GOOD

Should Carpoolers Get a Free Ride?

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In San Francisco, carpool capital of the universe, new rules are reducing the incentive for ridesharing.

For 30-plus years in the San Francisco Bay Area, complete strangers carpooled to work together. Why? Well, for a lot of reasons: carpools were exempt from bridge tolls, a special lane allowed vehicles to bypass traffic, and it was often more convenient than taking public transit. On July 1, 2010, all this changed. A toll-structure revamp eliminated carpoolers' free ride, and a new rule made it so that only vehicles equipped with a FasTrak pass—an electronic device linked to the driver’s account—are allowed to use the carpool lane. In the 30 days since, ridesharing has dropped by over 12,000 cars a day.


Why did the city do it? To help pay for earthquake retrofits on the Bay Area's beleaguered bridges, says John Goodwin, a Public Information Officer at the Metropolitan Transportation Commission. “If the bridge is unusable due to an earthquake, that’s no good for anybody—a carpooler or a solo driver," he says. "Everyone has a vested interest in being able to safely cross those bridges after an earthquake.”

But no one is arguing about whether or not San Francisco bridges must be safe; the real question is, who should be paying for the retrofits?

Since the mid-1970s, an HOV lane over the Bay Bridge has encouraged ridesharing. Suddenly, a commute from cities like Oakland and Berkeley became a much quicker, cheaper affair. All a potential carpooler had to do was find two other people willing to share their ride to downtown San Francisco, and they'd drive free, and quickly.

An organic solution, unofficially dubbed “casual carpool,” developed between riders and drivers. Drivers would stop at designated spots and once each vehicle had a total of three passengers, off it went. Each car then delivered its riders to the same terminus downtown. Casual carpooling obviated the need to preplan: If you were running 10 minutes late, it wasn't a problem; there was always a steady stream of cars and riders waiting to partner up.

So why put a roadblock in front of a system that reduces energy consumption and increases commuting efficiency? Goodwin says it's the best way to earthquake-proof the bridges while “limiting the toll increase to a single dollar for the 90 percent of vehicles that are neither carpools, RVs, or big trucks." And though five of the area's older bridges were included in an earlier retrofit program, two of them were not—and they need help. The Dumbarton and the Antioch bridges were built to state standards that survived the Loma Prieta quake in 1989, but after the Northridge and Kobe quakes, CalTrans released a new study on seismic safety that made it clear that they also required retrofitting.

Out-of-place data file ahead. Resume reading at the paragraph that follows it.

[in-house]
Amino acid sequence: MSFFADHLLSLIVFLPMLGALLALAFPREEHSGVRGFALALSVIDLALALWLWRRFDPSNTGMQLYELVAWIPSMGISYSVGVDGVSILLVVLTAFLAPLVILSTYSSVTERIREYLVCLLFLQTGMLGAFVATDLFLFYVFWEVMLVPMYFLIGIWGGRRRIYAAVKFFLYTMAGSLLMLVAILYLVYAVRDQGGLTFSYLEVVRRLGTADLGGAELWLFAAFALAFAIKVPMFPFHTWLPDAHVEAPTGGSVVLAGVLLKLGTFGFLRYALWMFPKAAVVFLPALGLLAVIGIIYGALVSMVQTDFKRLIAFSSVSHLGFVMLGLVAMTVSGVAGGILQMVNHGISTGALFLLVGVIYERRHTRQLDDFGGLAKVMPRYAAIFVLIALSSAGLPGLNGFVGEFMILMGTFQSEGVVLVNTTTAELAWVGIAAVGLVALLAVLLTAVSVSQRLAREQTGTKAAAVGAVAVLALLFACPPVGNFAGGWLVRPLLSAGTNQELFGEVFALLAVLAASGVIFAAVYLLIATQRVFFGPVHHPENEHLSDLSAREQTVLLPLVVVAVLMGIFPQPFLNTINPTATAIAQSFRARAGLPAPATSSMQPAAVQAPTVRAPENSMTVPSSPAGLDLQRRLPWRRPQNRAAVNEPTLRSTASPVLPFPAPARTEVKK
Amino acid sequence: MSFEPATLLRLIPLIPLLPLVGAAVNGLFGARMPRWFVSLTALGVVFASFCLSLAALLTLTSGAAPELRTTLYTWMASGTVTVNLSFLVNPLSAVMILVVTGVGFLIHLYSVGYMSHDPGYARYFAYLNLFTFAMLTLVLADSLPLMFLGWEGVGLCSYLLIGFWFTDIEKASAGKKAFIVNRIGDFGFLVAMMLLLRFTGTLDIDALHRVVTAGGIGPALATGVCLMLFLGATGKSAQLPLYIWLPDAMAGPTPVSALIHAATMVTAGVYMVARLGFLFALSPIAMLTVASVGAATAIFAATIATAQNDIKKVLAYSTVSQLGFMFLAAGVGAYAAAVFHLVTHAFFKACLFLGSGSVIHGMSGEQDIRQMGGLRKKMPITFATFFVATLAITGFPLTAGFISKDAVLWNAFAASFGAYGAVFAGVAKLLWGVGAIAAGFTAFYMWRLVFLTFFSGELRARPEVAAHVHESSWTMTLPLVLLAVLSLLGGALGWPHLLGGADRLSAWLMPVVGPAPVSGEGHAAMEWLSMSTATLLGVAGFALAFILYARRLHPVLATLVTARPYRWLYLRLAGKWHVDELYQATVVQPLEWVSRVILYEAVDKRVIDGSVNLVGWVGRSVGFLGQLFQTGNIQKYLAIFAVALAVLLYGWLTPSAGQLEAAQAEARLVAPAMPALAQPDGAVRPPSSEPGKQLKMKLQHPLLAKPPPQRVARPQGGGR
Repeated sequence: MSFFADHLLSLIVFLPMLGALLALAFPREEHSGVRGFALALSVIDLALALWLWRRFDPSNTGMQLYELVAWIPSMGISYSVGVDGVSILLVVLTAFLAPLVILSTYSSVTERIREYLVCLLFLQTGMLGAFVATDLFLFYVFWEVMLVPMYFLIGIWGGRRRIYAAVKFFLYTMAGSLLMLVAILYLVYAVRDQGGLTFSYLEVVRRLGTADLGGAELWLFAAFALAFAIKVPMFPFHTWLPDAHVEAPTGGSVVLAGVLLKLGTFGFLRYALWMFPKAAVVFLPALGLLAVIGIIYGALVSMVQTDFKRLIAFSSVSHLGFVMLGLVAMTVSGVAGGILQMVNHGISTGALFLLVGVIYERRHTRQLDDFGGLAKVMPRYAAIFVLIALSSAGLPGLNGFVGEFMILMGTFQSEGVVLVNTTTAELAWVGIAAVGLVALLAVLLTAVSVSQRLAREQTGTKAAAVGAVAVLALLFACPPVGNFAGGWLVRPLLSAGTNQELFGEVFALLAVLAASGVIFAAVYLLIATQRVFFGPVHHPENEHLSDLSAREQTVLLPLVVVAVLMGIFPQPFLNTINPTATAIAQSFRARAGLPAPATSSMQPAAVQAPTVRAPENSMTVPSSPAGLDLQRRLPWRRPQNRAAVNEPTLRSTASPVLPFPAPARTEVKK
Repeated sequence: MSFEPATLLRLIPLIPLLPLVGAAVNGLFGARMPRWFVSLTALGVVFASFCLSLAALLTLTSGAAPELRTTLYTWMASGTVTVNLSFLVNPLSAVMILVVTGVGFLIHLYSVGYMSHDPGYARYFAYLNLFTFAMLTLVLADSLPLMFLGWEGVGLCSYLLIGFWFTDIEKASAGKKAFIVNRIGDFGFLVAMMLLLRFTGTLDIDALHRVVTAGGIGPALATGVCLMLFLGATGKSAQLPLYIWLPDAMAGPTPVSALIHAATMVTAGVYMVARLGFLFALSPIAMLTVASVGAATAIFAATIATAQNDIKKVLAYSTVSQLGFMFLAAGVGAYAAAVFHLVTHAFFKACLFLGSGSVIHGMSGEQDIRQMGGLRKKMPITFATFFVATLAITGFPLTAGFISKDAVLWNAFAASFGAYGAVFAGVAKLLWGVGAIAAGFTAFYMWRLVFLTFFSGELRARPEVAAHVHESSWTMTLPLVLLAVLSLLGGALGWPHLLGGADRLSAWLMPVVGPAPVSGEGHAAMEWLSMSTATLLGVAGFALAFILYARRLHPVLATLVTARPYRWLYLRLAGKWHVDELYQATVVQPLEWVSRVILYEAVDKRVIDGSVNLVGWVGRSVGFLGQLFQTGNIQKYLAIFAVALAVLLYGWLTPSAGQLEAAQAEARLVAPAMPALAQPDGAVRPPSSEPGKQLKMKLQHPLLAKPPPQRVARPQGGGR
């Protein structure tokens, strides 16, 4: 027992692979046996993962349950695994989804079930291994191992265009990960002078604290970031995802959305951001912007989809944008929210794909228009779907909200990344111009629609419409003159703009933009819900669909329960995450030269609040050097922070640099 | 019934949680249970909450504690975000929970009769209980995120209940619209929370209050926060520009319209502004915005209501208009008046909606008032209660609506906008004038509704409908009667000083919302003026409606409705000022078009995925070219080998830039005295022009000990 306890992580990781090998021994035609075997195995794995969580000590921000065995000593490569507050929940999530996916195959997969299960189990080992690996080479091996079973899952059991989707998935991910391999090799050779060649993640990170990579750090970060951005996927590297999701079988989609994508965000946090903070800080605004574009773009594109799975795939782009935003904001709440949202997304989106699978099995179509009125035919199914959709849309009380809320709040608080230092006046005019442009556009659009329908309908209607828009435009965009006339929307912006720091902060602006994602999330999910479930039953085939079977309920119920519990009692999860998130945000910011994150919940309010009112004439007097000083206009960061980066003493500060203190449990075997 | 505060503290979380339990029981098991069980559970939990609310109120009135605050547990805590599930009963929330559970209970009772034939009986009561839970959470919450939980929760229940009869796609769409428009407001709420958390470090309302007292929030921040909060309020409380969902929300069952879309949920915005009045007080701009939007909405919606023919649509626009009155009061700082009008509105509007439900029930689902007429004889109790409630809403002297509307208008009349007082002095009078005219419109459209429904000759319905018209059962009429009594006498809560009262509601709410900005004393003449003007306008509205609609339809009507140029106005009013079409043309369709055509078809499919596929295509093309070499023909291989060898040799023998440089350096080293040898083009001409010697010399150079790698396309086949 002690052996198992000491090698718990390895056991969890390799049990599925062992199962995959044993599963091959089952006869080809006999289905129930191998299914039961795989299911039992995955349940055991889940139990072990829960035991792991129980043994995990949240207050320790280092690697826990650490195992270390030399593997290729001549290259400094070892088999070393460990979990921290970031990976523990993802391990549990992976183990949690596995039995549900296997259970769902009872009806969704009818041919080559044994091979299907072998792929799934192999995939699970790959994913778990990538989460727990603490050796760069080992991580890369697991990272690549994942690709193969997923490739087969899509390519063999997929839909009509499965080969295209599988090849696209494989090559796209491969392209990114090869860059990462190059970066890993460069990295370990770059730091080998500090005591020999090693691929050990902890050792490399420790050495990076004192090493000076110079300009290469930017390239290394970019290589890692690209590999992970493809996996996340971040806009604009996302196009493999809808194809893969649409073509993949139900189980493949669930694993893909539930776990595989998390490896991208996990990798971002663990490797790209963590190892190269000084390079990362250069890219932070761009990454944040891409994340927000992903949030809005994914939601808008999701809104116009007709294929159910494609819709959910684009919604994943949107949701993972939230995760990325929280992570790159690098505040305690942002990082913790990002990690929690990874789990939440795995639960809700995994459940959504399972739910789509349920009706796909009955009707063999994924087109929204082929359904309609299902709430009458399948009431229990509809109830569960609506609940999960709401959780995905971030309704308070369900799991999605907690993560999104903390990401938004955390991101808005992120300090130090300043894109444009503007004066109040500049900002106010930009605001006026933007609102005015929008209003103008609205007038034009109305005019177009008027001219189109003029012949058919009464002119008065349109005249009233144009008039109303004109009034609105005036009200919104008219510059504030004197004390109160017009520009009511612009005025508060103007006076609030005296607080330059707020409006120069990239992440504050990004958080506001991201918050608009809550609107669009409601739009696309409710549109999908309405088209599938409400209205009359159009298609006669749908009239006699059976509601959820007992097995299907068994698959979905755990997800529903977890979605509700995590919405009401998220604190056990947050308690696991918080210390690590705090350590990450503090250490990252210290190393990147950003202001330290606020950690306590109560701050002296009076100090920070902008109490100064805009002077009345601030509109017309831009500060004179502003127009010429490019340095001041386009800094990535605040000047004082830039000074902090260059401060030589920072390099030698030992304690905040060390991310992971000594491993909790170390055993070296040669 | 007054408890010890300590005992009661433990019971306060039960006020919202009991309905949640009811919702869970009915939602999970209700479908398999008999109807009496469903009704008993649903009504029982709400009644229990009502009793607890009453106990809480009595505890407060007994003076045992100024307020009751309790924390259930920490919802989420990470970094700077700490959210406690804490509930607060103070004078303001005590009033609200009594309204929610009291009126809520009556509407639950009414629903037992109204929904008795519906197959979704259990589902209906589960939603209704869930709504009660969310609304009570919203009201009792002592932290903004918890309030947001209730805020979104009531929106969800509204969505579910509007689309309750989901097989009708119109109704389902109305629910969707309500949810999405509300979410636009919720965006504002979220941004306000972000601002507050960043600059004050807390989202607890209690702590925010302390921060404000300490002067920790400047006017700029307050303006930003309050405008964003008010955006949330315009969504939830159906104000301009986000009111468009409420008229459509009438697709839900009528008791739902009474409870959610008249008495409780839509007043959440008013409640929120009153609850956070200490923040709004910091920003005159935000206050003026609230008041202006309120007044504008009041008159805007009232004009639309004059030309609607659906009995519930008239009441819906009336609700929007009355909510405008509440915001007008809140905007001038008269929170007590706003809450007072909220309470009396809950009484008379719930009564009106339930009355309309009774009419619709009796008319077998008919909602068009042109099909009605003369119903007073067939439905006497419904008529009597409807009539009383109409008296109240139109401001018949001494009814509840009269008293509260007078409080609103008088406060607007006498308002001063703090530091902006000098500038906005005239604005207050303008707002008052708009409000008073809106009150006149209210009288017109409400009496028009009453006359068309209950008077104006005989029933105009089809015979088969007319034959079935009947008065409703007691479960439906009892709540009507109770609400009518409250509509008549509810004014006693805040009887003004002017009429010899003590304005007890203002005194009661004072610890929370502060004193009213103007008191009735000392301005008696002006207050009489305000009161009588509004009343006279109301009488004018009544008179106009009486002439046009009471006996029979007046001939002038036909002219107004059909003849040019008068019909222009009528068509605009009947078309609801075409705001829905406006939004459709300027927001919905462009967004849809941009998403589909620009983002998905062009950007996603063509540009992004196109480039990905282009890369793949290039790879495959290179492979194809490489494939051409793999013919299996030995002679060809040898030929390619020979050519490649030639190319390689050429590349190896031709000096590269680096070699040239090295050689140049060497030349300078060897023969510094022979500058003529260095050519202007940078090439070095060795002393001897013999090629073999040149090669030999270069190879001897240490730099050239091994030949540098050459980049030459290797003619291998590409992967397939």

Lisa Fasano, Communications Director for the Bay Area Air Quality Management District, acknowledges the safety needs, but adds, “We do wish that they had found a way to put the cost on single-occupancy drivers instead of carpoolers. We think that carpoolers are already doing their fair share by taking two additional cars off the Bay Bridge."

The good news for carpoolers is that their commute, while not free, still comes at a large discount—$2.50 per car, as compared to $6 for SOVs during peak hours. And yet it seems that for carpoolers, the biggest impetus for riding with randoms is the time saved by bypassing traffic. But if saving money isn’t the main reason to take casual carpool, then why are so many less people carpooling in general?

Goodwin thinks larger economic conditions are at play. He points out that SOV drivers saw an average time saving of nine minutes in their commute this summer as compared to last year. With the struggling economy, fewer people are working and that means fewer people are driving to the city, which enables quicker commutes for everyone.

Fasano is less concerned with SOV commute times, however. “If the toll authority had decided to increase the toll for SOVs but left it free for carpoolers, I think it would have sent the right message to Bay Area drivers," she says. “The bottom line is that the number of vehicles we have on the roadways in the Bay Area creates an air-pollution problem. Just because you can’t see the pollution doesn’t mean it’s not there. We need to find ways to encourage people to think differently about getting in their car and driving by themselves to work. And we need employers to actively encourage ridesharing of their employees."

It is still too early to tell if the phenomenon of casual carpooling will survive the new toll increases, but Fasano thinks it will. Like Fasano, Goodwin sees the chances for a casual carpool recovery despite the new cost structure. As more people return to work and the economy improves, the roads will grow more congested. When this happens, carpooling’s huge throughput advantage will incentivize people to once again mix up their morning commute by riding with strangers. Time is money; casual carpooling still allows San Francisco’s commuters to save both.

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